Abstract

The bulk of Neoproterozoic trace fossils can be interpreted as horizontal creeping trails produced by minute vermiform organisms moving on or just beneath the seafloor or under algal mats. We have investigated the formation of trails by living cnidarians and platyhelminths that creep by cilia on mucus ribbons. These relatively simple metazoans produce trails that are similar in size and morphology to some Neoproterozoic traces, owing to the entrainment of sediment within their mucus trails. Thus a mucociliary locomotory system provides sufficient means to form some types of Neoproterozoic traces. It follows that the body architectures of the Neoproterozoic trace-makers may have been quite simple, though complex bodyplans are, of course, not ruled out. Thus, the use of Neoproterozoic trace fossils to constrain the time of origin of bilaterians or of any crown-group bilaterian taxon remains questionable.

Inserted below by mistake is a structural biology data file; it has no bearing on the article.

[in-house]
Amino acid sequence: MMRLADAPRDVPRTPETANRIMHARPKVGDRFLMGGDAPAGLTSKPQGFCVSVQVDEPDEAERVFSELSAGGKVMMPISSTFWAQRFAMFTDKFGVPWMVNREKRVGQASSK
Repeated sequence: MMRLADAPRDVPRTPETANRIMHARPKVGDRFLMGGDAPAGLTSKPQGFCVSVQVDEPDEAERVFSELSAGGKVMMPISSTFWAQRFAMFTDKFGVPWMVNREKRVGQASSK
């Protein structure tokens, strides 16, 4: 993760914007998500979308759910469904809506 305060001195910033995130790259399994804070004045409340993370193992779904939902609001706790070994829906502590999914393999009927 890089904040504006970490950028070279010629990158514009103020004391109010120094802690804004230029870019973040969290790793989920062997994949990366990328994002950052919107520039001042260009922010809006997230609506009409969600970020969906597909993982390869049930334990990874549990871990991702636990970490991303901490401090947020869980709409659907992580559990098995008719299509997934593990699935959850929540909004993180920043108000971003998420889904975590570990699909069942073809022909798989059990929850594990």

You do not currently have access to this article.